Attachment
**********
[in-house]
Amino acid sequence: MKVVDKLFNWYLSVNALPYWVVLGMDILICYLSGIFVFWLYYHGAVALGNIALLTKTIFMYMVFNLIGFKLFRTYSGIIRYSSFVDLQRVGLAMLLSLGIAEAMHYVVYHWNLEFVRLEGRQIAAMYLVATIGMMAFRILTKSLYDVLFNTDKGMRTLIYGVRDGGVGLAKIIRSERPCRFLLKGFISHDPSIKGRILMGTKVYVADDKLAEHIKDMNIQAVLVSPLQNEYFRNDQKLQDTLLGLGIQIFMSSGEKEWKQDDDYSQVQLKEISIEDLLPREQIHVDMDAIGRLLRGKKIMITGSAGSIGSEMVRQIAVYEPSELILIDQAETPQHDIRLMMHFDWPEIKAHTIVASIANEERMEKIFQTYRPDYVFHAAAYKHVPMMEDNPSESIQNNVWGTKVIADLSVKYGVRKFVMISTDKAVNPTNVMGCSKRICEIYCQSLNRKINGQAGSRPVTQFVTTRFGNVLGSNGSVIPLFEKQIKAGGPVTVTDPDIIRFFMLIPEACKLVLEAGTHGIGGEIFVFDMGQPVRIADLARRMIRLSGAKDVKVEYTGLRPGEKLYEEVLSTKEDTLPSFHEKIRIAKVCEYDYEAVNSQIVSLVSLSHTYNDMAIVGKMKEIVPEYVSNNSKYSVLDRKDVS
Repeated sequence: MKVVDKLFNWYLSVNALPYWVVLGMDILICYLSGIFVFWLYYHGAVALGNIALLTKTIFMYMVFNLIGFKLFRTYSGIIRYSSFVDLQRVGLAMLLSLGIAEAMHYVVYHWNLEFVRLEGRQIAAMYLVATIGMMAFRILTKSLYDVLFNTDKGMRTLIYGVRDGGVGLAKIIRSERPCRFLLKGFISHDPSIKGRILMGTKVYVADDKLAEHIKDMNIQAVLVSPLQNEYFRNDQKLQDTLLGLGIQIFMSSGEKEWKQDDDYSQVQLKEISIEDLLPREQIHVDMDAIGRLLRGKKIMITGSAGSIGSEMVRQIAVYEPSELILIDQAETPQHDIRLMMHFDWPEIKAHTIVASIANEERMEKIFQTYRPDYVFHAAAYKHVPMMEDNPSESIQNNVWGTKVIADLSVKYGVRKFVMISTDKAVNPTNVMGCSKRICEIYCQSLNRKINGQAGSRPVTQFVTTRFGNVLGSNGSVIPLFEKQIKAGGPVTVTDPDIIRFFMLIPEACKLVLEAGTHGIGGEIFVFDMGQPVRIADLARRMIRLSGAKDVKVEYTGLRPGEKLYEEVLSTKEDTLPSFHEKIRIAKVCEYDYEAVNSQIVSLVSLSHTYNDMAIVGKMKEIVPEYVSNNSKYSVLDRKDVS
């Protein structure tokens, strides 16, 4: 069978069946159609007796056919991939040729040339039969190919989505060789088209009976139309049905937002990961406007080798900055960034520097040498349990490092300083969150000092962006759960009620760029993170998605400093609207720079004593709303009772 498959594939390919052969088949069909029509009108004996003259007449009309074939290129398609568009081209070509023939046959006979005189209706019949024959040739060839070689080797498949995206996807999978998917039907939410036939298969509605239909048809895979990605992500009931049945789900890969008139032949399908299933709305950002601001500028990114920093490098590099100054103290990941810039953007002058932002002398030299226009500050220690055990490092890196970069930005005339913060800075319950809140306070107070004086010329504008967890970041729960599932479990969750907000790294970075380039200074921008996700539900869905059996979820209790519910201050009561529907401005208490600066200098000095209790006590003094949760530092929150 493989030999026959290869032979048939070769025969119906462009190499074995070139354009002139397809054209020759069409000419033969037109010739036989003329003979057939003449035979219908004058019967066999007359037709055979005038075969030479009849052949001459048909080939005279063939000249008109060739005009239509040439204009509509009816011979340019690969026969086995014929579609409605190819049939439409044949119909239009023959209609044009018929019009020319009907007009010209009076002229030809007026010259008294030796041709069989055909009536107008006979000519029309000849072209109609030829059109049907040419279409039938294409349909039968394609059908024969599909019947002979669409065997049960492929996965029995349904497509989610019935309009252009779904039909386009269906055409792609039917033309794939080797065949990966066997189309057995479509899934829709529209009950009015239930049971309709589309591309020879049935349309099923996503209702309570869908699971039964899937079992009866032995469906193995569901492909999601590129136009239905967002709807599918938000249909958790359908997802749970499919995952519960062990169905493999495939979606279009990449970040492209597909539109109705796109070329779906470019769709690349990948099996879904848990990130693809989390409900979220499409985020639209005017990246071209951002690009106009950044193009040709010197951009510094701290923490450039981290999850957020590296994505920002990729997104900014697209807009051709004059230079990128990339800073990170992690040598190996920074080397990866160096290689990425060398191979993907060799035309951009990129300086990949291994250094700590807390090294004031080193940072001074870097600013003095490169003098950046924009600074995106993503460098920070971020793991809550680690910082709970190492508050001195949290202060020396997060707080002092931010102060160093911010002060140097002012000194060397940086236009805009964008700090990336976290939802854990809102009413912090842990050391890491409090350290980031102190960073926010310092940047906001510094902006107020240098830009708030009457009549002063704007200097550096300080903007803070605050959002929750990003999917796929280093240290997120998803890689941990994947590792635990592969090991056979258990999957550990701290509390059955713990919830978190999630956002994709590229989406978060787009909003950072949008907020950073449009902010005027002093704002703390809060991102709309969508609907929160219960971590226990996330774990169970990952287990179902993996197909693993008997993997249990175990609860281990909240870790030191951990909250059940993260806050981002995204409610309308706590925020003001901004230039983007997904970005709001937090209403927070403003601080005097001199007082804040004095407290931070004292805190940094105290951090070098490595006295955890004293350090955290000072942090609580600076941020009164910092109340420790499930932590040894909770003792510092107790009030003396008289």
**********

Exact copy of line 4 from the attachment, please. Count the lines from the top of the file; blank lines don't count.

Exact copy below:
């Protein structure tokens, strides 16, 4: 069978069946159609007796056919991939040729040339039969190919989505060789088209009976139309049905937002990961406007080798900055960034520097040498349990490092300083969150000092962006759960009620760029993170998605400093609207720079004593709303009772 498959594939390919052969088949069909029509009108004996003259007449009309074939290129398609568009081209070509023939046959006979005189209706019949024959040739060839070689080797498949995206996807999978998917039907939410036939298969509605239909048809895979990605992500009931049945789900890969008139032949399908299933709305950002601001500028990114920093490098590099100054103290990941810039953007002058932002002398030299226009500050220690055990490092890196970069930005005339913060800075319950809140306070107070004086010329504008967890970041729960599932479990969750907000790294970075380039200074921008996700539900869905059996979820209790519910201050009561529907401005208490600066200098000095209790006590003094949760530092929150 493989030999026959290869032979048939070769025969119906462009190499074995070139354009002139397809054209020759069409000419033969037109010739036989003329003979057939003449035979219908004058019967066999007359037709055979005038075969030479009849052949001459048909080939005279063939000249008109060739005009239509040439204009509509009816011979340019690969026969086995014929579609409605190819049939439409044949119909239009023959209609044009018929019009020319009907007009010209009076002229030809007026010259008294030796041709069989055909009536107008006979000519029309000849072209109609030829059109049907040419279409039938294409349909039968394609059908024969599909019947002979669409065997049960492929996965029995349904497509989610019935309009252009779904039909386009269906055409792609039917033309794939080797065949990966066997189309057995479509899934829709529209009950009015239930049971309709589309591309020879049935349309099923996503209702309570869908699971039964899937079992009866032995469906193995569901492909999601590129136009239905967002709807599918938000249909958790359908997802749970499919995952519960062990169905493999495939979606279009990449970040492209597909539109109705796109070329779906470019769709690349990948099996879904848990990130693809989390409900979220499409985020639209005017990246071209951002690009106009950044193009040709010197951009510094701290923490450039981290999850957020590296994505920002990729997104900014697209807009051709004059230079990128990339800073990170992690040598190996920074080397990866160096290689990425060398191979993907060799035309951009990129300086990949291994250094700590807390090294004031080193940072001074870097600013003095490169003098950046924009600074995106993503460098920070971020793991809550680690910082709970190492508050001195949290202060020396997060707080002092931010102060160093911010002060140097002012000194060397940086236009805009964008700090990336976290939802854990809102009413912090842990050391890491409090350290980031102190960073926010310092940047906001510094902006107020240098830009708030009457009549002063704007200097550096300080903007803070605050959002929750990003999917796929280093240290997120998803890689941990994947590792635990592969090991056979258990999957550990701290509390059955713990919830978190999630956002994709590229989406978060787009909003950072949008907020950073449009902010005027002093704002703390809060991102709309969508609907929160219960971590226990996330774990169970990952287990179902993996197909693993008997993997249990175990609860281990909240870790030191951990909250059940993260806050981002995204409610309308706590925020003001901004230039983007997904970005709001937090209403927070403003601080005097001199007082804040004095407290931070004292805190940094105290951090070098490595006295955890004293350090955290000072942090609580600076941020009164910092109340420790499930932590040894909770003792510092107790009030003396008289």